By Danielle Rice || Arts & Leisure Editor

Snow, shrieks of terror, and lots of laughs filled the packed theater as the Green Room Theatre Club put on Drop Dead!, a comedy/murder mysterythis past weekend. The play follows a group of actors that are rehearsing for a murder-mystery play, when actual murders start occuring to the actors. The show was directed by F&M student, Shelby Kaplan, with the original script written by Billy Van Zandt and Jane Milmore. All the proceeds from the show went to a non-profit organization that is funding research for angiosarcoma. 

Drop Dead! begins with the start of the play the actors are rehearsing; however, the audience is unaware of this “play-within-a-play” aspect until the take is cut. The play’s story focuses on a family whose father was murdered, causing his grown children, Alexander (Zach Rubin) and Bette (Caitlin Geller), to come home. Alexander brings home his fiance, Penelope (Cheyenne Hughes), and they are both greeted by the butler (Andrew Rosica) at the door. We soon meet the detective (Lauryn Harper) who is investigating the father’s death, and the mother, Lady Barrington (Liliana Noble). Everything seems to be going wrong in the rehearsal, such as Brent Reynolds, who plays Alexander, not being able to pronounce his fiance’s name, and Constance Crawford, playing Lady Barrington, missing her cue to enter the stage because she couldn’t hear the other actors. 

When the play is cut, the audience gets a feel for the actors themselves, and meets the overzealous, emotionally-invested director, Victor Le Pewe (Skyler Rella) and obedient stage manager, Phillip (Paolo Caglioti). We meet P.G. Banks (Sam Lippi), the producer, who is involved with Penelope’s character, Candy, as well as the playwright, Alabama Miller (Emma Hawkins), who is horrified to see the play she wrote performed as it was. Strange things start happening when a sand block falls from the ceiling and P.G. Banks is found dead. Everyone involved in the play becomes a suspect.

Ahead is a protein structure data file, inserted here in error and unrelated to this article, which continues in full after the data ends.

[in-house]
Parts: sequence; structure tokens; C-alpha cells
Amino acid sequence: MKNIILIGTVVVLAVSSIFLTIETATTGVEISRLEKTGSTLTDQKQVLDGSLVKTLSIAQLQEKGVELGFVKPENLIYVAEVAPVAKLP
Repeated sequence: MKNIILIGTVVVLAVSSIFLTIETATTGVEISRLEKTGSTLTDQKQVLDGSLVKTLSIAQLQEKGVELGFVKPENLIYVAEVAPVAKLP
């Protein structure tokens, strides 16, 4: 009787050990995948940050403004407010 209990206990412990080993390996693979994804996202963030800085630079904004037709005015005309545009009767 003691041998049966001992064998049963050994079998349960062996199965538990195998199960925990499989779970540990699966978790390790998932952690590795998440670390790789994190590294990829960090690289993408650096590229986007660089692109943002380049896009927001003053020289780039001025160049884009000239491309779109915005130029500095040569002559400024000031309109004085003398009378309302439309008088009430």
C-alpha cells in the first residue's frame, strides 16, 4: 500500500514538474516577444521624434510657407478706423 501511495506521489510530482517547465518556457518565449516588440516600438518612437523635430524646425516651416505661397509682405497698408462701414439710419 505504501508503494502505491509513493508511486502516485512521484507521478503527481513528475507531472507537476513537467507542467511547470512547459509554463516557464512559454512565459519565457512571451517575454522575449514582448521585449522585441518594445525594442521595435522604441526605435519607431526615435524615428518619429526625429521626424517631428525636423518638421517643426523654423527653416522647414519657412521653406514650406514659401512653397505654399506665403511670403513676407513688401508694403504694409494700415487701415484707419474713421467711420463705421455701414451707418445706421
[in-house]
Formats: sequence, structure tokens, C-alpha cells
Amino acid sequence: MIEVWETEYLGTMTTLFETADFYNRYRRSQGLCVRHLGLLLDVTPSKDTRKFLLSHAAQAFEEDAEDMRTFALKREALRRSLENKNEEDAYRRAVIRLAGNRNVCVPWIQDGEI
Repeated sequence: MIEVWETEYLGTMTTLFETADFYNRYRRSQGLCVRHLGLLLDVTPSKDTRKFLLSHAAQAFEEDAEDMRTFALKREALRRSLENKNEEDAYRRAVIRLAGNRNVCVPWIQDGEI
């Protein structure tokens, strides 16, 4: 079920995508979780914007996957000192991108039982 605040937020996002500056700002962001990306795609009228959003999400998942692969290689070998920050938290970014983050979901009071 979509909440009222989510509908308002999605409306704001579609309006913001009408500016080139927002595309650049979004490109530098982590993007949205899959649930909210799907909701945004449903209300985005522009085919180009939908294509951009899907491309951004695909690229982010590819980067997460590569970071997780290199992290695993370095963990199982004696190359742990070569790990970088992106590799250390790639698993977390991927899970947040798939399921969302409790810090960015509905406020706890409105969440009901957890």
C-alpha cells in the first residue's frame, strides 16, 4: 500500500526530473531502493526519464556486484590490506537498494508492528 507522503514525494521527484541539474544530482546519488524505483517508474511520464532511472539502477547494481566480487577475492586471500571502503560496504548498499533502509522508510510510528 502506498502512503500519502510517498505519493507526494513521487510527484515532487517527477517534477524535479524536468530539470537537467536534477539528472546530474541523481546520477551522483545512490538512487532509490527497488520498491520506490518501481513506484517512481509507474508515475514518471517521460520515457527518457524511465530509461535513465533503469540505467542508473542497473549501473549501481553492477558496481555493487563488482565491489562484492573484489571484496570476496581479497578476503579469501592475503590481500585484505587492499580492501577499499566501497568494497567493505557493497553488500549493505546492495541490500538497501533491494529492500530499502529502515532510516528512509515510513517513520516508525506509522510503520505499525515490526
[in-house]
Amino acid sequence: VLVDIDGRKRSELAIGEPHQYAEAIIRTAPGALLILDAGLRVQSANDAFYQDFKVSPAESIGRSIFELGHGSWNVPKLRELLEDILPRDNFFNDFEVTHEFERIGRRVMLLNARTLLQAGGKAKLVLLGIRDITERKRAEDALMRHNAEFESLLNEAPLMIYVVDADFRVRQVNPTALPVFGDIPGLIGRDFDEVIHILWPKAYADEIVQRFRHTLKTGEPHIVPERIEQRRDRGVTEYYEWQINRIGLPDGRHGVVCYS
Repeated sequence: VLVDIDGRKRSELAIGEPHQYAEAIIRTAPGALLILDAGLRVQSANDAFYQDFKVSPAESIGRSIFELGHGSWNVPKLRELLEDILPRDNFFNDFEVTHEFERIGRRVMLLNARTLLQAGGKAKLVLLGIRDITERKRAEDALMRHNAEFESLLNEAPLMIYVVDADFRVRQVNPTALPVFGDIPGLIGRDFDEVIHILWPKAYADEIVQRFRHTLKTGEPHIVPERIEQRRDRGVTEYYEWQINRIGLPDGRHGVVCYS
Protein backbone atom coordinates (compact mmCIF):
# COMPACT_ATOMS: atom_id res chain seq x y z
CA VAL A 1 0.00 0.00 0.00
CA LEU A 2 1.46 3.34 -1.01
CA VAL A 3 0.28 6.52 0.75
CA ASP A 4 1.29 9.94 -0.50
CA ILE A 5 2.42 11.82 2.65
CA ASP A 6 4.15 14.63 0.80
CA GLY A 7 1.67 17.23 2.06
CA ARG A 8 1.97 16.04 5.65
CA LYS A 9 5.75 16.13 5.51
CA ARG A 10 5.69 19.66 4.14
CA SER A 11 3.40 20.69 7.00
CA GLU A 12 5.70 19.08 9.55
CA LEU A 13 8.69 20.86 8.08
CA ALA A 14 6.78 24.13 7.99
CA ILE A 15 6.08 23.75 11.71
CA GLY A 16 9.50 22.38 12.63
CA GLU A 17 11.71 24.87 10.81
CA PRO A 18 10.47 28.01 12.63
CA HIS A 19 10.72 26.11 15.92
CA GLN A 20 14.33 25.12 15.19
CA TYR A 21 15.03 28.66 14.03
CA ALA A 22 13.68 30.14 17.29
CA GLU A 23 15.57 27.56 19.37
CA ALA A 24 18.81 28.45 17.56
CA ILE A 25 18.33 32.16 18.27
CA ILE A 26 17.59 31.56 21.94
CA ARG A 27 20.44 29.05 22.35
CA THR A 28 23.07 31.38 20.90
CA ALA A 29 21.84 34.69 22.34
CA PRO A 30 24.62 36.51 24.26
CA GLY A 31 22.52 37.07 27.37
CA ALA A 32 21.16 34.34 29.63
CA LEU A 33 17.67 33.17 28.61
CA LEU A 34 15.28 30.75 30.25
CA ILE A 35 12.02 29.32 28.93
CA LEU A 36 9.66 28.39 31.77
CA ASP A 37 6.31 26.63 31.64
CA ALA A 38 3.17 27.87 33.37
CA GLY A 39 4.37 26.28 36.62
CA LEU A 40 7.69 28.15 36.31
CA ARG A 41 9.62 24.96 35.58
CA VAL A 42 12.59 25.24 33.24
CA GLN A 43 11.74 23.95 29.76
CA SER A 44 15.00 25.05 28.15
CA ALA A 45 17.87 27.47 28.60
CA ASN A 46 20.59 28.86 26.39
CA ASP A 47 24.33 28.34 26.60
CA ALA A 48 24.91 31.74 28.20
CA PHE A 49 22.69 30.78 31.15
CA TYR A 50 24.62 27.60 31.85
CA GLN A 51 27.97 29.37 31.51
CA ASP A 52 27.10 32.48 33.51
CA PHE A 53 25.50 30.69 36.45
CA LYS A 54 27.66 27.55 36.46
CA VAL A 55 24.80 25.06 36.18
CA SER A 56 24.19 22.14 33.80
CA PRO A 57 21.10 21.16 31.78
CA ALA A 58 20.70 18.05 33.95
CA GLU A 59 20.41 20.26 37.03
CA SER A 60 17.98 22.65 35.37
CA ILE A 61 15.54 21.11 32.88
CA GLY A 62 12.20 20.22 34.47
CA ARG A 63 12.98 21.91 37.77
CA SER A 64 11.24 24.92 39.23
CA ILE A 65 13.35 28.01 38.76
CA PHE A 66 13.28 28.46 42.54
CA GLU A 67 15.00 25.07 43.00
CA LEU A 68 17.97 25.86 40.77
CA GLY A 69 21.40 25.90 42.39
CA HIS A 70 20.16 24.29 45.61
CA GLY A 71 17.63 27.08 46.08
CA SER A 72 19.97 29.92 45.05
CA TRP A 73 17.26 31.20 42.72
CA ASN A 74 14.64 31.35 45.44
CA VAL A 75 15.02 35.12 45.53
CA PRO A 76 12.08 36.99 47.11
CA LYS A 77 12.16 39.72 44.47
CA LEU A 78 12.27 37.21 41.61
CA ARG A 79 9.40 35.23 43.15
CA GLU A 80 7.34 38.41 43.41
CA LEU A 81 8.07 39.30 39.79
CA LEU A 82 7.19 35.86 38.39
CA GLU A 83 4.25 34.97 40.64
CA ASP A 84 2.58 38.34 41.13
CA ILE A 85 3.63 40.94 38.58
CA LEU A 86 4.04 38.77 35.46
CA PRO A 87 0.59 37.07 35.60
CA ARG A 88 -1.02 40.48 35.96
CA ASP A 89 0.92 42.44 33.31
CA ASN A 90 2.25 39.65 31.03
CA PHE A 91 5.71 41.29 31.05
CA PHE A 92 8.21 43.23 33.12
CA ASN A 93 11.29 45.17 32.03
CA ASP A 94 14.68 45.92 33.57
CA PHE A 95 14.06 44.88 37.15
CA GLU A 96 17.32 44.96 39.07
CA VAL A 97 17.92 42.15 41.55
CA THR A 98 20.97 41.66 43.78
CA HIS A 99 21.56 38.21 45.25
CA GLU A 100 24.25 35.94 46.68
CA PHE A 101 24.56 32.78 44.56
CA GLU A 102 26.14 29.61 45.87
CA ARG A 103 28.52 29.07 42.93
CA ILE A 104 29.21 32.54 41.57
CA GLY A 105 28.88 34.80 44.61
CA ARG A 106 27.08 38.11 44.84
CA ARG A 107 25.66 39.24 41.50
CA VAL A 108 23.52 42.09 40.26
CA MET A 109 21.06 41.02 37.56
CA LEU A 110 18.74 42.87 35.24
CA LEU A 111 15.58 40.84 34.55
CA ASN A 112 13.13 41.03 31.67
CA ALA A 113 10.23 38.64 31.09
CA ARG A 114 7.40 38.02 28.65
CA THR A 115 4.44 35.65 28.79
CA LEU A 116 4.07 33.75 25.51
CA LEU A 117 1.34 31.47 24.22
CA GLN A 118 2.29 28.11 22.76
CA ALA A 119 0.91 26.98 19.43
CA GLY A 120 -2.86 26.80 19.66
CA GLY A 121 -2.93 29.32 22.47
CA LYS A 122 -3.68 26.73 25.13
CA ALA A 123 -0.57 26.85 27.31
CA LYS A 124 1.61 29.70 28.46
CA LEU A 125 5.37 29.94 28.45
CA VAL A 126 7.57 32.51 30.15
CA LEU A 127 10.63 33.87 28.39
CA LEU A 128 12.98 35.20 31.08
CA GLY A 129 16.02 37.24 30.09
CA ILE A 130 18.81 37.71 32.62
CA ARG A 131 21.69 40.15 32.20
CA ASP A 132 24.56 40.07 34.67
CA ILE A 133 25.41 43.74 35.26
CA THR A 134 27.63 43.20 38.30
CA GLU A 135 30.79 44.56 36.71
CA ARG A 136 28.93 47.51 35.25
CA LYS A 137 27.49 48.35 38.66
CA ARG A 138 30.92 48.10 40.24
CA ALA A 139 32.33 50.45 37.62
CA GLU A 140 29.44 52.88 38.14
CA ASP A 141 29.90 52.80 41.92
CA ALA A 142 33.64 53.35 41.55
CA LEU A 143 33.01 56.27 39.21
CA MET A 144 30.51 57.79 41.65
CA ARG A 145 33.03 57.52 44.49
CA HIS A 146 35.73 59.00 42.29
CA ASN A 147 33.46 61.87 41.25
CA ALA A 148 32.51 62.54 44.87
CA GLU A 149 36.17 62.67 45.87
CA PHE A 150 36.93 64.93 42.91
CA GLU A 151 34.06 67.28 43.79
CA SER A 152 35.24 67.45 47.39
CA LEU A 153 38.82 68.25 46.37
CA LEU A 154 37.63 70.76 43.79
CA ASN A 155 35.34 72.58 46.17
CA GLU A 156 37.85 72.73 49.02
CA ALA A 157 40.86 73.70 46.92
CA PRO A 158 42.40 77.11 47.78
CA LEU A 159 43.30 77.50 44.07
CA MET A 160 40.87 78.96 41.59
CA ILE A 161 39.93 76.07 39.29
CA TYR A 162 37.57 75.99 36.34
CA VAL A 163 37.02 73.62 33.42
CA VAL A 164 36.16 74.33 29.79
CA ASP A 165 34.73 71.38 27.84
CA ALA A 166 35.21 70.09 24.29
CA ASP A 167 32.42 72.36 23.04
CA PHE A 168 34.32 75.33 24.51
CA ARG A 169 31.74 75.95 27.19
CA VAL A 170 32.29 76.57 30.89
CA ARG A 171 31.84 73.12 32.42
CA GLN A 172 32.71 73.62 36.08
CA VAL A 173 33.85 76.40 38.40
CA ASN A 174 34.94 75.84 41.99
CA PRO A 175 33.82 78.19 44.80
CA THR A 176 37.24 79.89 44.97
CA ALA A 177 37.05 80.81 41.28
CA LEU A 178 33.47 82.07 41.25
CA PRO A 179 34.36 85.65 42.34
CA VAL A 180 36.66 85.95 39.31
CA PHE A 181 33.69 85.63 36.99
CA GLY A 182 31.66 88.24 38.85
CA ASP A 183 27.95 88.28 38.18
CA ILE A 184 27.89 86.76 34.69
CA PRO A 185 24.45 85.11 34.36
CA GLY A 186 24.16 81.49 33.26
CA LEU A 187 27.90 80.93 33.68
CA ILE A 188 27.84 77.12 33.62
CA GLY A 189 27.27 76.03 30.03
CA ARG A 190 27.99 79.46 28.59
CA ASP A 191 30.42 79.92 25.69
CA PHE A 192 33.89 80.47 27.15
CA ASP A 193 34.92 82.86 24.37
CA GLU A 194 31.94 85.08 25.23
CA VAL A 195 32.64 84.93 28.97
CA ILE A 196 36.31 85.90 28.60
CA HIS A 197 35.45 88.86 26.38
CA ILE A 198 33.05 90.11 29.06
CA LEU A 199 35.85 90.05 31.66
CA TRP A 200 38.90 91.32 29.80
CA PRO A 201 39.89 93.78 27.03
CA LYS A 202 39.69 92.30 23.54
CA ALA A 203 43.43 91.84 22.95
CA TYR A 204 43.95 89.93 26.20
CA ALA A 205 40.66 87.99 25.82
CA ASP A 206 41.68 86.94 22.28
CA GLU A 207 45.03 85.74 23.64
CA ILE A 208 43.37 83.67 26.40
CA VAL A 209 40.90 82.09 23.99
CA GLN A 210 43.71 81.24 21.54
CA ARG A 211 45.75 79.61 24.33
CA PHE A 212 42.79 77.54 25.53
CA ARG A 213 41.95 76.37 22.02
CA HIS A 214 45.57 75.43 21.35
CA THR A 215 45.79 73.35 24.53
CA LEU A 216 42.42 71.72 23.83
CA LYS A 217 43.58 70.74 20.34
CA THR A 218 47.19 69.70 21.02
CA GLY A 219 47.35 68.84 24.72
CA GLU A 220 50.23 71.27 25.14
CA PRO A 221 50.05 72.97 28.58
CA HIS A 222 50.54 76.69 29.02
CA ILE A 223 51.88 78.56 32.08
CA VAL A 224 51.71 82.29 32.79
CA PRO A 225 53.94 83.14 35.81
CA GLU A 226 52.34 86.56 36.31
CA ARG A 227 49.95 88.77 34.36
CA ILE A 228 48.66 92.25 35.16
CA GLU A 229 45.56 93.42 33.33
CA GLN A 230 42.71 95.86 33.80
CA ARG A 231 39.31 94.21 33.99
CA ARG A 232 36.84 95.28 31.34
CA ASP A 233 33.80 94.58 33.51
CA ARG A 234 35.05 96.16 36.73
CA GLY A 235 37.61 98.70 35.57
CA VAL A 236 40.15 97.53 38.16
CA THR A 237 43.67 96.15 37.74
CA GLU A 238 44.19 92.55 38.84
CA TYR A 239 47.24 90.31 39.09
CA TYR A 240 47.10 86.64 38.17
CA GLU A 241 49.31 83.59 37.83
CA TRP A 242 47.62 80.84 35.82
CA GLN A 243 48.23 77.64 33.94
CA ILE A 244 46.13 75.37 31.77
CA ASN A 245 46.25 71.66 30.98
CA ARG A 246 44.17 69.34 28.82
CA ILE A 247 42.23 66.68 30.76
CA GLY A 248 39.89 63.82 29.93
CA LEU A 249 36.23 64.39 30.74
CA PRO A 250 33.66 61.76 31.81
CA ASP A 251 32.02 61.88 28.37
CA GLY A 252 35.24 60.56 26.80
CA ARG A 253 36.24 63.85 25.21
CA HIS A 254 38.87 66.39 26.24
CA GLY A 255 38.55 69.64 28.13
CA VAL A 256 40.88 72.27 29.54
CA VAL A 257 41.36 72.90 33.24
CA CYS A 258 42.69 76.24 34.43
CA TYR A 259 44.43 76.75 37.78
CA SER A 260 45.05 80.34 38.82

The play continues to be run through, and the murderer in the play is revealed to be Bette, who admits to killing her father because he wouldn’t share his cheese with her and her mother because of her jealousy that everyone else in her family had someone and she was alone. The drama escalates in real life too, when the playwright, Alabama, is killed as well as Constance Crawford, who plays Lady Barrington. Candy is finally taken and held at gunpoint by Phillip, who is revealed to be the killer. 

It was overall, a dramatic, fast-paced play with comedic, over-the-top characters. All of the acting was great. Lilana Noble garnered many laughs from the crowd as Lady Barrington with her inability to hear the other actors, causing them to scream loudly, and her constant confusion of the butler with her son. She even came out in a headset, set up to hear her lines read from backstage. The two months of hard work F&M students put into the production paid off to make a hilarious, entertaining, and well-done show. 

Sophomore Danielle Rice is the Arts & Leisure Editor. Her email is